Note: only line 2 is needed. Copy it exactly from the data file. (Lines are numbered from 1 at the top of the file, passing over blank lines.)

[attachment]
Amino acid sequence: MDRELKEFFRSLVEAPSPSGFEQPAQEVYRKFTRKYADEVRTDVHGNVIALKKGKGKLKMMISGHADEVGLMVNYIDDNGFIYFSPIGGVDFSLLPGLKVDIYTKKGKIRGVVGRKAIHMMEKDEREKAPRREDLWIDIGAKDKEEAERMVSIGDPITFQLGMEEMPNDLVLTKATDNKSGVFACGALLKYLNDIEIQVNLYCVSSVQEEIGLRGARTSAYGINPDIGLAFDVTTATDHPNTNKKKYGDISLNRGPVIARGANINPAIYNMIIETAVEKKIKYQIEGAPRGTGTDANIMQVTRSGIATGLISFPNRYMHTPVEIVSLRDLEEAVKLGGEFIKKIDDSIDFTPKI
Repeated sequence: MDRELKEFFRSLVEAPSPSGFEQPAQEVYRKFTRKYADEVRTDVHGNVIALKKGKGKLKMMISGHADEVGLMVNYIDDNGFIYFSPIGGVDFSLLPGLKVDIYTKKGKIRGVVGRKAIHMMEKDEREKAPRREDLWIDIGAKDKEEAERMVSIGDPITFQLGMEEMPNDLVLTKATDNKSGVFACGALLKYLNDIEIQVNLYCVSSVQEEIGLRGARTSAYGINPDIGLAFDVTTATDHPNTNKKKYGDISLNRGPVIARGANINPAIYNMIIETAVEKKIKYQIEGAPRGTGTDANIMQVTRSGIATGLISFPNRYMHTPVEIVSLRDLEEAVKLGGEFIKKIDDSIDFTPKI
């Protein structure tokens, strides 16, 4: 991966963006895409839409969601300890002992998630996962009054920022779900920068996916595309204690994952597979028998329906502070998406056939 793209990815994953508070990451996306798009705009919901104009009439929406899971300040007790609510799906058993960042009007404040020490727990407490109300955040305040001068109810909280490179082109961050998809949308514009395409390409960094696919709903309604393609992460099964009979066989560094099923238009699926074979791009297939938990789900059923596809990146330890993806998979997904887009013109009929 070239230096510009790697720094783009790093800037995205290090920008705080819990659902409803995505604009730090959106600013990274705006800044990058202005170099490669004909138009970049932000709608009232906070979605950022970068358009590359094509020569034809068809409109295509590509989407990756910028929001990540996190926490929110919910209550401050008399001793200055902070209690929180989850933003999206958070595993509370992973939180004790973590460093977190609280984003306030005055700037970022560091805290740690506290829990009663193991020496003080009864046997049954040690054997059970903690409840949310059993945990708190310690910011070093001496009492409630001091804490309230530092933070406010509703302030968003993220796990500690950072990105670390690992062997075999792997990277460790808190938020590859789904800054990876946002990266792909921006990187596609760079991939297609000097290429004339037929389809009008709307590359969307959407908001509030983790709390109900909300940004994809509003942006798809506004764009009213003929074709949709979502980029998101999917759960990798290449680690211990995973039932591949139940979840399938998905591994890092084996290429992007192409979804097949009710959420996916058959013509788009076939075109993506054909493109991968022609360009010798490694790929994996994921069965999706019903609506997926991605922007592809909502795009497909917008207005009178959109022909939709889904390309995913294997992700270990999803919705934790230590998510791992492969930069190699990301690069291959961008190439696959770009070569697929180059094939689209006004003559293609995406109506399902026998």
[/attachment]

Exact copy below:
Repeated sequence: MDRELKEFFRSLVEAPSPSGFEQPAQEVYRKFTRKYADEVRTDVHGNVIALKKGKGKLKMMISGHADEVGLMVNYIDDNGFIYFSPIGGVDFSLLPGLKVDIYTKKGKIRGVVGRKAIHMMEKDEREKAPRREDLWIDIGAKDKEEAERMVSIGDPITFQLGMEEMPNDLVLTKATDNKSGVFACGALLKYLNDIEIQVNLYCVSSVQEEIGLRGARTSAYGINPDIGLAFDVTTATDHPNTNKKKYGDISLNRGPVIARGANINPAIYNMIIETAVEKKIKYQIEGAPRGTGTDANIMQVTRSGIATGLISFPNRYMHTPVEIVSLRDLEEAVKLGGEFIKKIDDSIDFTPKI